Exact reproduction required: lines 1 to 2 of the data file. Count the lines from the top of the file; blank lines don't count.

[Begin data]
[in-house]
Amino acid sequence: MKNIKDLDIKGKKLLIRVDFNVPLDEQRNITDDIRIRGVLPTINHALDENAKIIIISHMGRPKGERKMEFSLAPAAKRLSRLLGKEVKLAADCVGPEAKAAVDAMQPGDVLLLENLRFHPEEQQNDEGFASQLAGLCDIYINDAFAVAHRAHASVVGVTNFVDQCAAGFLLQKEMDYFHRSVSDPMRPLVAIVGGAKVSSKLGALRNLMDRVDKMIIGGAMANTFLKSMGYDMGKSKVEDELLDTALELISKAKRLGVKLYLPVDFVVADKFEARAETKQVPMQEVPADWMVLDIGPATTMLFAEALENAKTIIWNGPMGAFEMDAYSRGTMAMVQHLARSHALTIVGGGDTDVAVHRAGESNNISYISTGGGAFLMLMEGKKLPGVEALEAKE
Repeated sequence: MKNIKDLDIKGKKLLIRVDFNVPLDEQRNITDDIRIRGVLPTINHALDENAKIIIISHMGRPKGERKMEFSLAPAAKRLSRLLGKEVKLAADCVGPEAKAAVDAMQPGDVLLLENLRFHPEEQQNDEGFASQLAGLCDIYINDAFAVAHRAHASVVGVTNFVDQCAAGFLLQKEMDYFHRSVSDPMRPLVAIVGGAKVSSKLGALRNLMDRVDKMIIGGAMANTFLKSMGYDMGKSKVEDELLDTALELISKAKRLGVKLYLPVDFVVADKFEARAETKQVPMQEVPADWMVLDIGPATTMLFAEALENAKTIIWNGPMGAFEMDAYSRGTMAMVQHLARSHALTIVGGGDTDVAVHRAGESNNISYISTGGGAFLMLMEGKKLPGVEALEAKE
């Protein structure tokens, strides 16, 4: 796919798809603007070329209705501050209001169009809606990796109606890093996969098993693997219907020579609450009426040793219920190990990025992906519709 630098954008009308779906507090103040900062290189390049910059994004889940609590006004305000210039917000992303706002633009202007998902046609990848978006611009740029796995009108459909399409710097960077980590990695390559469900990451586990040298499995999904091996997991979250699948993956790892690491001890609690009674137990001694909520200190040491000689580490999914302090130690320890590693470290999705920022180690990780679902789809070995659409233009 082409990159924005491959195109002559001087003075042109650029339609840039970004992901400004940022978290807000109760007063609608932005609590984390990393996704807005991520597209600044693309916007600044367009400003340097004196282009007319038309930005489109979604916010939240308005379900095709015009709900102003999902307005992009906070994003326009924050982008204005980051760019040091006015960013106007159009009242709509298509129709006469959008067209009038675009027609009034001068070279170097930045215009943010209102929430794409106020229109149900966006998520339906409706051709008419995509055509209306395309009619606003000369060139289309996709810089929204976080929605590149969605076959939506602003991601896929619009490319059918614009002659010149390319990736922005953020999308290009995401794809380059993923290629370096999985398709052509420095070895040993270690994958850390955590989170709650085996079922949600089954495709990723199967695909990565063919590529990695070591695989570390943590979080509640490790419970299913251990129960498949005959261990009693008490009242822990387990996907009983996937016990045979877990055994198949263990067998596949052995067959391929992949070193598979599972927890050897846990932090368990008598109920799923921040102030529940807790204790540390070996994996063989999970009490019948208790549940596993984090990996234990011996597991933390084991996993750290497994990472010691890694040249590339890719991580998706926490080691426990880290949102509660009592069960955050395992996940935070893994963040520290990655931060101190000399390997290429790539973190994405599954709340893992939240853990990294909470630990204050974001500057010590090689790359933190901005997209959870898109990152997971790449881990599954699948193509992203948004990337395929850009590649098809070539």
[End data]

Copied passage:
[in-house]
Amino acid sequence: MKNIKDLDIKGKKLLIRVDFNVPLDEQRNITDDIRIRGVLPTINHALDENAKIIIISHMGRPKGERKMEFSLAPAAKRLSRLLGKEVKLAADCVGPEAKAAVDAMQPGDVLLLENLRFHPEEQQNDEGFASQLAGLCDIYINDAFAVAHRAHASVVGVTNFVDQCAAGFLLQKEMDYFHRSVSDPMRPLVAIVGGAKVSSKLGALRNLMDRVDKMIIGGAMANTFLKSMGYDMGKSKVEDELLDTALELISKAKRLGVKLYLPVDFVVADKFEARAETKQVPMQEVPADWMVLDIGPATTMLFAEALENAKTIIWNGPMGAFEMDAYSRGTMAMVQHLARSHALTIVGGGDTDVAVHRAGESNNISYISTGGGAFLMLMEGKKLPGVEALEAKE